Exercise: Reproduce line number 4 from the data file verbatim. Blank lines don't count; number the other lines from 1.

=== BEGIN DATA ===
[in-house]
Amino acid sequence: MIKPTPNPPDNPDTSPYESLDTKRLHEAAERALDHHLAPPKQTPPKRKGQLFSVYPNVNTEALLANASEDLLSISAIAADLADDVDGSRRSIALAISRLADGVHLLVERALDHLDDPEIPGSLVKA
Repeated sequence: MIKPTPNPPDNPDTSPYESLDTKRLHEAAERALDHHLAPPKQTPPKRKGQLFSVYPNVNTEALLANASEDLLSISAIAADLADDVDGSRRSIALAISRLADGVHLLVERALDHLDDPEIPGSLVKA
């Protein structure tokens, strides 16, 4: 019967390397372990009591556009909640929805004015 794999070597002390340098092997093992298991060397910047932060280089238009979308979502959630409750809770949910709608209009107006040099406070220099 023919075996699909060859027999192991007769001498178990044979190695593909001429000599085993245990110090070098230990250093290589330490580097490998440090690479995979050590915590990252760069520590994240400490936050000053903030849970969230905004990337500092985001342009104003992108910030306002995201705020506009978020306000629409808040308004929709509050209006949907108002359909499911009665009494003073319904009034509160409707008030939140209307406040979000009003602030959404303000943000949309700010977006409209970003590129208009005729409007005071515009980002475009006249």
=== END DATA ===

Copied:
């Protein structure tokens, strides 16, 4: 019967390397372990009591556009909640929805004015 794999070597002390340098092997093992298991060397910047932060280089238009979308979502959630409750809770949910709608209009107006040099406070220099 023919075996699909060859027999192991007769001498178990044979190695593909001429000599085993245990110090070098230990250093290589330490580097490998440090690479995979050590915590990252760069520590994240400490936050000053903030849970969230905004990337500092985001342009104003992108910030306002995201705020506009978020306000629409808040308004929709509050209006949907108002359909499911009665009494003073319904009034509160409707008030939140209307406040979000009003602030959404303000943000949309700010977006409209970003590129208009005729409007005071515009980002475009006249």